Reading your post and the comments I am going to try barbecue sauce in a dried split pea soup this week (sounds gross but it's very good when it's cold outside).

Thanks for the tip.


Anónimo dijo...

Well, I am sorry, Madam, but absolutely, as the spanish guy I am, I do not agree.

You are into mediterranean beans soup for 5? or 8? years. We are eating this potajes since we were born.

So, for us, spanish, a Big Mac is exactly the same thing of a Whopper and exactly the same of a homemade burger, because it is not our war.

That is the reason why for you there is no difference between a dish of beans grandmother style and a jar.

Spanish cooked conserves are in a high standard of quality, as you know, and you can obtain a very good jar of beans dirty cheap, less than 0.40€. Most populars are very correct.
Even precooked bean dishes are good and a good quick solution for a meal with a fresh salad.

If you want to make easily at home your own beans dishes, put the beans covered of clean water for at least 12 hours. After that, wash them. Quality of beans is important, but quality is not related with price in this case. Fabes from Asturias are expensive (12 €/Kg) and are pretty good, but you can obtain good beans as low as 3€/Kg. Please, notice most part af commercial beans in Spain are not spanish but mexicans. The price is good, but spanish beans are very much better. You must go buying them into a small shop, not in a supermarket.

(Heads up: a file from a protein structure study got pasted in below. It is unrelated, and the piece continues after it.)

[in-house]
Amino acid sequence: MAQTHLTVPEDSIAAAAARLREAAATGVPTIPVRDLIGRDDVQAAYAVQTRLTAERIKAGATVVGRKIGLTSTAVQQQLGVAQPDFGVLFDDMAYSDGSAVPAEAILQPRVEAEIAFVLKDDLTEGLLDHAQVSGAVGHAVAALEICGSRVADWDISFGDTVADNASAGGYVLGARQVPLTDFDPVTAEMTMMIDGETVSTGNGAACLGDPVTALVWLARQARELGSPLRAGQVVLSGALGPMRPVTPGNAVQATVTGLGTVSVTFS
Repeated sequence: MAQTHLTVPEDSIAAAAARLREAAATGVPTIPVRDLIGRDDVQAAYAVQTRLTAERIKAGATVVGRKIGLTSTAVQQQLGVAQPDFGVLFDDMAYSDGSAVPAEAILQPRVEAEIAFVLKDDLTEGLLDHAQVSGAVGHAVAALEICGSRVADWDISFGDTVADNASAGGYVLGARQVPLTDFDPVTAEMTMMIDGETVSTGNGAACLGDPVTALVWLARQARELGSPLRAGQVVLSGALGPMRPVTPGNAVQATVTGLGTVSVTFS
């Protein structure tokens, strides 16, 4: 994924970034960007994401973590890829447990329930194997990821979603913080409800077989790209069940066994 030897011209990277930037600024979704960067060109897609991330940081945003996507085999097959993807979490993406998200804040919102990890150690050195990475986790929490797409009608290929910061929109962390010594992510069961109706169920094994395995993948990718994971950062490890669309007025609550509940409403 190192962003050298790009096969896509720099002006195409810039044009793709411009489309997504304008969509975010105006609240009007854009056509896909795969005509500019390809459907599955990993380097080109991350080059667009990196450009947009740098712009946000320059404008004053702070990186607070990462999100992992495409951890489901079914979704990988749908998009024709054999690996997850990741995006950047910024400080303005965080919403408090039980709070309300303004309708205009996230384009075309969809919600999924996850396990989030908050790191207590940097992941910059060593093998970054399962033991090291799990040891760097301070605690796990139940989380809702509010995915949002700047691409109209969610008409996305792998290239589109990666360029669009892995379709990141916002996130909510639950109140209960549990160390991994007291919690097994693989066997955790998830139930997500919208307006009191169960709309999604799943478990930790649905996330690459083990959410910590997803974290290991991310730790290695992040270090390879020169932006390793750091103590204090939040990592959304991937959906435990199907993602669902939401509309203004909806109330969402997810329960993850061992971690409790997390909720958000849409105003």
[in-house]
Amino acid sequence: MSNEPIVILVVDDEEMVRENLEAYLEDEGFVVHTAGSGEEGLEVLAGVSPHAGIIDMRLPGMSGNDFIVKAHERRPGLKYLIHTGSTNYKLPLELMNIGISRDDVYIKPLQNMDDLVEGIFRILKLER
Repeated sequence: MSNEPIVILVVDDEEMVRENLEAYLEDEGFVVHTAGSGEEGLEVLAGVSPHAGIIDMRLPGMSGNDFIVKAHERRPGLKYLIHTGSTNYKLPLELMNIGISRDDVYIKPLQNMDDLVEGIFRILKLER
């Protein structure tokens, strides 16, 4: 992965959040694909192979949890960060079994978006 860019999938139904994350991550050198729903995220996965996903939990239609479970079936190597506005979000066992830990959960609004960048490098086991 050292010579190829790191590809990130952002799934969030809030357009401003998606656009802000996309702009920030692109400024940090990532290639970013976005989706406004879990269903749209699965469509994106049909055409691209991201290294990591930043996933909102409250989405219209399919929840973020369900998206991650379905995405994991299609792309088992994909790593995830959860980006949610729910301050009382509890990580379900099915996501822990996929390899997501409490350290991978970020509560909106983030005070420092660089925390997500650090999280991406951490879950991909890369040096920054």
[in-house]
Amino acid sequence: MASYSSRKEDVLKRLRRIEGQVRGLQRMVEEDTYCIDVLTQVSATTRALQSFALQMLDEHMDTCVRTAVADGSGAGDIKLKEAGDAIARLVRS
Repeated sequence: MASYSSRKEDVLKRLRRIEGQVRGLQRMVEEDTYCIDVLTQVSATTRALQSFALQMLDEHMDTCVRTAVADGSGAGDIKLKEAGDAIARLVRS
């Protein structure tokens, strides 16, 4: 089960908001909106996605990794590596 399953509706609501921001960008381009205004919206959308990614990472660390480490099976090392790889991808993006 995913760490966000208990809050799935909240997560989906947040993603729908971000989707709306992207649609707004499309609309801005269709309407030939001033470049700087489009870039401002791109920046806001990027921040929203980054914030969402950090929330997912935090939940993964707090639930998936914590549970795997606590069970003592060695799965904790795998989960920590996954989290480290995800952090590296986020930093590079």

Put in a saucepan 4 or 6 tablespoon of olive oil, 1 sliced glove garlic and chopped onion. The volume of the onion must be more or less the same of the beans.

I hate leaves, so utilise it if you are into.

Stir at medium fire. When done, add chorizo, morcilla (blood aucisse) and bacon (not smoked).

Stir for 2 minutes. Put the beans. Stir well. Cover with stock and add salt.

You do not need to cut the boiling if your beans have been in water for 12 hours.

You can utilise a pressure saucerpan. No problem. You need about 45 minutes to go. Or 2 hours in a regular saucepan.

When finished, deep fry some sliced garlics an add to the saucerpan. It is very normal to add 2 or 3 vineggar tablespoons (Jerez or Modena are OK)

A good idea is cooking the beans the day before. Thís is a meal better if a bit old.

In some supermarkets (Hipercor) you can buy freezed fresh pochas. It is an interesting way of eating beans.

Thank you for your blog. It is amazing to see american people interested in more than jamon ibérico ;-)

I have made a commentar in your august entry about paella and fideuá, please, read it. I used to work as a cooker in a restaurant specialized in paella when I was young.

I apologize for my unpractized for years English. I hope you will understand me.

lobstersquad dijo...

Hola Javier
gracias por el comentario, muy interesante, y el del otro día también. No siempre contesto, y casi nunca en posts antiguos, no te lo tomes mal.
Y soy de Madrid, nada de americana. Lo del inglés es porque me divierte que lo lea gente por todo el mundo.